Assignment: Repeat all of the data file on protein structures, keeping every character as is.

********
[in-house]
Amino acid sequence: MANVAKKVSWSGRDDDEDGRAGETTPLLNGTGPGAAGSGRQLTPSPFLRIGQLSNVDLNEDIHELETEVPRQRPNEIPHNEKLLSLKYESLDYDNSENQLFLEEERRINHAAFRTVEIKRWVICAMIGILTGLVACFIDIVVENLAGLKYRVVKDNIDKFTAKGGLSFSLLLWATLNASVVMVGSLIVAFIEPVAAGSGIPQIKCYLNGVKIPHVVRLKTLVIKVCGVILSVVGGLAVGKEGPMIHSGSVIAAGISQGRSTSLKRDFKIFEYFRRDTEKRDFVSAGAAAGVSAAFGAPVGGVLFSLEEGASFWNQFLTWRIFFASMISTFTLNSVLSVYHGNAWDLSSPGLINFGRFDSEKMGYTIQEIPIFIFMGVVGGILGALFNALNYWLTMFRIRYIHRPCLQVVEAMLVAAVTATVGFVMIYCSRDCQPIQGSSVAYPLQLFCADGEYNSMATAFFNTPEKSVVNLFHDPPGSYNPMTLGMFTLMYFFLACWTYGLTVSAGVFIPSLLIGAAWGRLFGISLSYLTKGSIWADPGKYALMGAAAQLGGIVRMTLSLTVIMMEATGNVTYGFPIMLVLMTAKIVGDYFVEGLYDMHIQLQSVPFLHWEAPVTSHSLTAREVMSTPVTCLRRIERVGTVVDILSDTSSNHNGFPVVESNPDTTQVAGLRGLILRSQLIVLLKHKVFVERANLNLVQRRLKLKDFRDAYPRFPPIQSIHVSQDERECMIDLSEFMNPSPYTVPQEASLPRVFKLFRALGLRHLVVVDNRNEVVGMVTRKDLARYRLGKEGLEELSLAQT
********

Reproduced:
[in-house]
Amino acid sequence: MANVAKKVSWSGRDDDEDGRAGETTPLLNGTGPGAAGSGRQLTPSPFLRIGQLSNVDLNEDIHELETEVPRQRPNEIPHNEKLLSLKYESLDYDNSENQLFLEEERRINHAAFRTVEIKRWVICAMIGILTGLVACFIDIVVENLAGLKYRVVKDNIDKFTAKGGLSFSLLLWATLNASVVMVGSLIVAFIEPVAAGSGIPQIKCYLNGVKIPHVVRLKTLVIKVCGVILSVVGGLAVGKEGPMIHSGSVIAAGISQGRSTSLKRDFKIFEYFRRDTEKRDFVSAGAAAGVSAAFGAPVGGVLFSLEEGASFWNQFLTWRIFFASMISTFTLNSVLSVYHGNAWDLSSPGLINFGRFDSEKMGYTIQEIPIFIFMGVVGGILGALFNALNYWLTMFRIRYIHRPCLQVVEAMLVAAVTATVGFVMIYCSRDCQPIQGSSVAYPLQLFCADGEYNSMATAFFNTPEKSVVNLFHDPPGSYNPMTLGMFTLMYFFLACWTYGLTVSAGVFIPSLLIGAAWGRLFGISLSYLTKGSIWADPGKYALMGAAAQLGGIVRMTLSLTVIMMEATGNVTYGFPIMLVLMTAKIVGDYFVEGLYDMHIQLQSVPFLHWEAPVTSHSLTAREVMSTPVTCLRRIERVGTVVDILSDTSSNHNGFPVVESNPDTTQVAGLRGLILRSQLIVLLKHKVFVERANLNLVQRRLKLKDFRDAYPRFPPIQSIHVSQDERECMIDLSEFMNPSPYTVPQEASLPRVFKLFRALGLRHLVVVDNRNEVVGMVTRKDLARYRLGKEGLEELSLAQT